…visiting Berlin then and now.
Trust me, if you’re a fan of Eddie Izzard that subject line is hilarious.
Anyway, in September as part of my jolly back to Europe while I waited for my visa and new contract, I went to Berlin for a week and roamed around having a lovely time with Asad:
It was a very different experience to the first time I made it to Germany’s capital which, while still lovely, was rather more impoverished and involved a lot more very sketch situations, all brushed off as good fun by 18-year-old me.
It was the tail-end of my gap year (darling) when I arrived in Berlin, bleary eyed and incredibly poor.
I had been on a sleeper train from somewhere in eastern Europe (where my rail pass was valid) to Germany (where it was not but hey ho, I got away with it.) I took sleepers a lot during that trip as it meant I got transport and accommodation in one.
By that point I had beach bummed and sofa-surfed my way around the Greek islands, had a minor heart attack at how expensive Italy was (we camped to save money, even in Venice. VENICE. It was damp), and mooched my way through eastern Europe, largely pretending to be Australian as it was the football world cup.
Battered by boats, trains and random bongo-playing Russians (that’s a different story), by the time I got to Berlin I was living on about €15-€20 a day, including accommodation.
This had been a trip when I had slept on beaches so I could afford to go to historical monuments and my diet consisted of bread and things people from whatever country I was in dipped bread into. And peanut butter.
So I arrived, an 18-year-old with a pack, a smaller pack, and shoes that were nearly worn through after nine months of walking everywhere that was less than a few miles away.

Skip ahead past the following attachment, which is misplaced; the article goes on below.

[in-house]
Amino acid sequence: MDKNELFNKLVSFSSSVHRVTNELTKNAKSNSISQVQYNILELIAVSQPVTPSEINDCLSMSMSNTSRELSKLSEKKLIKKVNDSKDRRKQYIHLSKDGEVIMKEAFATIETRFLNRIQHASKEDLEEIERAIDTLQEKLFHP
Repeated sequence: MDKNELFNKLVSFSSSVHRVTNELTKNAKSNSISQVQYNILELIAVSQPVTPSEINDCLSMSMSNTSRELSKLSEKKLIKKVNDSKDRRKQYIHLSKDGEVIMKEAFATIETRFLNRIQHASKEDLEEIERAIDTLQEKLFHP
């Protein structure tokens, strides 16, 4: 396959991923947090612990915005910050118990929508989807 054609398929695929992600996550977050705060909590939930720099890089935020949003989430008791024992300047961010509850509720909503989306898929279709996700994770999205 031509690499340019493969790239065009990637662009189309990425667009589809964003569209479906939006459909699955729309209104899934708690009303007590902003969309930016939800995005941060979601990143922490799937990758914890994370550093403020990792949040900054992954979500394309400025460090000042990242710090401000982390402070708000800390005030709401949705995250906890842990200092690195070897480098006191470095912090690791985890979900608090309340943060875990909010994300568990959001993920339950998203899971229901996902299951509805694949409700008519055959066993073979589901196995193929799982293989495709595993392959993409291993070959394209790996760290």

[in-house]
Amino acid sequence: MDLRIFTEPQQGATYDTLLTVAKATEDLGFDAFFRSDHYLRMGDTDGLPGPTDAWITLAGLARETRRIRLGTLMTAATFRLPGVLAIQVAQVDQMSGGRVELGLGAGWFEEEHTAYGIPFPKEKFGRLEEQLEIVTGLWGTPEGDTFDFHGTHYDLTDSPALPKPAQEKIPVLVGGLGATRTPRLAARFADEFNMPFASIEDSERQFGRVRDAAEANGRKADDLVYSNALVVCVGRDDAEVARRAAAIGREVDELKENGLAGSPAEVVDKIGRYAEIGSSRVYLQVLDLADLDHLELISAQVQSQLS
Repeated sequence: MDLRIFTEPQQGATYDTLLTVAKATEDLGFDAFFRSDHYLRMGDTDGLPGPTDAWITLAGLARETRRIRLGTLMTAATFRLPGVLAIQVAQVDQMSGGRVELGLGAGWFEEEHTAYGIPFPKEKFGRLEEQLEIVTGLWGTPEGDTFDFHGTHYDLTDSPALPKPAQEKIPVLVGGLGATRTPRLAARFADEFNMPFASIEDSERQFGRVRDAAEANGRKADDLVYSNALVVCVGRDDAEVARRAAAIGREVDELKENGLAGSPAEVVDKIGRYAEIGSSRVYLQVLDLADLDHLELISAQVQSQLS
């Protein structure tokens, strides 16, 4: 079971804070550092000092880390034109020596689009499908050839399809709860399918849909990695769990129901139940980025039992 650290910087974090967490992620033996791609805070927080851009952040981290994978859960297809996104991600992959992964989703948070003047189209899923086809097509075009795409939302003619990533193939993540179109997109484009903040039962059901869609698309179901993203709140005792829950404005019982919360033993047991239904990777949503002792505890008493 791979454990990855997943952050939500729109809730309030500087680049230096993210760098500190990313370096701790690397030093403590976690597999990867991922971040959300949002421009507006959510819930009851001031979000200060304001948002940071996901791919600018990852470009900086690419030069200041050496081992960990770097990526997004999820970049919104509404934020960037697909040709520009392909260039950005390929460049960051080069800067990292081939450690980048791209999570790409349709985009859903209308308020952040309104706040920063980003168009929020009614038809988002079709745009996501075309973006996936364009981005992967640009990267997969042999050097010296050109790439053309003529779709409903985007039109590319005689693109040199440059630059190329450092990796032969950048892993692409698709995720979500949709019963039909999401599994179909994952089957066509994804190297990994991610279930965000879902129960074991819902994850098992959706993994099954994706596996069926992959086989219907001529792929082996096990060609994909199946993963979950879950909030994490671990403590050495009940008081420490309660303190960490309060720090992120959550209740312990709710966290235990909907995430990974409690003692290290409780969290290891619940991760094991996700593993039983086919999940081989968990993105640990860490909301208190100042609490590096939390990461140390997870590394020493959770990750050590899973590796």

Walking past me on that platform in Berlin were three glorious-looking men in stilettos and sequinned dresses. Oh yeah, I accidentally arrived during Berlin Pride. An eye opener for a Yorkshire girl who had never travelled by herself before.
A tallied forth to the Heart of Gold youth hostel (a place I chose purely for the name, aided by the fact it was a snip at €8 a night and there was HOT WATER you guys) lugging my bags with me and making sure my hand-drawn map, copied from the screen of a computer in a dingy internet cafe was to hand.
Fast-forward ten years (and get over the fact that was a decade ago – I find alcohol helps with this) and we landed at a civilised hour after flying BA (something I never did for European flights ever – who needs food when your flight is less than four hours??) we took a taxi from the airport, using googlemaps and the guy’s satnav to make sure we ended up at our delightful, airy flat in Mitte.
We had found the place on air BnB and chosen it for its amazing decor, central location, good reviews and the fact that it had all this while still not topping what we were willing to spend – a sum reached in about 5 minutes without the use of a calculator and copies of our bank statements.
There were no transvestites (I was a bit sad about this) and our suitcases had wheels.
After a leisurely breakfast with the guy renting us the flat, I napped in a comfortable bed before preparing to see the sites, DSLR in tow.
Day one was spent walking and walking, we walked along the remains of the Berlin Wall, and around the old Stasi headquarters and the Hamburger Bahnhof museum, accidentally seeing some Andy Warhols on the way round. (Also a giant gold statue of Michael Jackson and Bubbles the monkey, which was weird.)